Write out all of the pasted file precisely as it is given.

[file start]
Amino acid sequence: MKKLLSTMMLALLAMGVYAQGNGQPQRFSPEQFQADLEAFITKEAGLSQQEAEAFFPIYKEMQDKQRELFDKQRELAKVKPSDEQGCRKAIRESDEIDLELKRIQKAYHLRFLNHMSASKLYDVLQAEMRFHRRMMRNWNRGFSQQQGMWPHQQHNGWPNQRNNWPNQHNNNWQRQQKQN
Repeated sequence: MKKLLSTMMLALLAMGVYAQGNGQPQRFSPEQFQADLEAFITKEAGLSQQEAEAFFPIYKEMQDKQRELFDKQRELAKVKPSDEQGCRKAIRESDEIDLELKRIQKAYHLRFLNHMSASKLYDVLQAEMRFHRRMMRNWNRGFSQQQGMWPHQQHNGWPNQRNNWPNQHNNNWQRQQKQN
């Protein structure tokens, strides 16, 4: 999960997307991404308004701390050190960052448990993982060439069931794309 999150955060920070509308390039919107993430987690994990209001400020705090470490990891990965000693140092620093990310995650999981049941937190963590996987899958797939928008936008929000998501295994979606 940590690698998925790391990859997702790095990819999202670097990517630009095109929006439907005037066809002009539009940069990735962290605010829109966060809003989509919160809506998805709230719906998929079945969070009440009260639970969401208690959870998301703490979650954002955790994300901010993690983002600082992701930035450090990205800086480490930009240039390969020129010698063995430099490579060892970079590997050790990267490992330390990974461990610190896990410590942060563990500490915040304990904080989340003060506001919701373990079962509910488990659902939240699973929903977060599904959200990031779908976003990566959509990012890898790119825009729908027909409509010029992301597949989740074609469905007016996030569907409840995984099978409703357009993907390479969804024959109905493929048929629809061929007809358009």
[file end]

Amino acid sequence: MKKLLSTMMLALLAMGVYAQGNGQPQRFSPEQFQADLEAFITKEAGLSQQEAEAFFPIYKEMQDKQRELFDKQRELAKVKPSDEQGCRKAIRESDEIDLELKRIQKAYHLRFLNHMSASKLYDVLQAEMRFHRRMMRNWNRGFSQQQGMWPHQQHNGWPNQRNNWPNQHNNNWQRQQKQN
Repeated sequence: MKKLLSTMMLALLAMGVYAQGNGQPQRFSPEQFQADLEAFITKEAGLSQQEAEAFFPIYKEMQDKQRELFDKQRELAKVKPSDEQGCRKAIRESDEIDLELKRIQKAYHLRFLNHMSASKLYDVLQAEMRFHRRMMRNWNRGFSQQQGMWPHQQHNGWPNQRNNWPNQHNNNWQRQQKQN
């Protein structure tokens, strides 16, 4: 999960997307991404308004701390050190960052448990993982060439069931794309 999150955060920070509308390039919107993430987690994990209001400020705090470490990891990965000693140092620093990310995650999981049941937190963590996987899958797939928008936008929000998501295994979606 940590690698998925790391990859997702790095990819999202670097990517630009095109929006439907005037066809002009539009940069990735962290605010829109966060809003989509919160809506998805709230719906998929079945969070009440009260639970969401208690959870998301703490979650954002955790994300901010993690983002600082992701930035450090990205800086480490930009240039390969020129010698063995430099490579060892970079590997050790990267490992330390990974461990610190896990410590942060563990500490915040304990904080989340003060506001919701373990079962509910488990659902939240699973929903977060599904959200990031779908976003990566959509990012890898790119825009729908027909409509010029992301597949989740074609469905007016996030569907409840995984099978409703357009993907390479969804024959109905493929048929629809061929007809358009």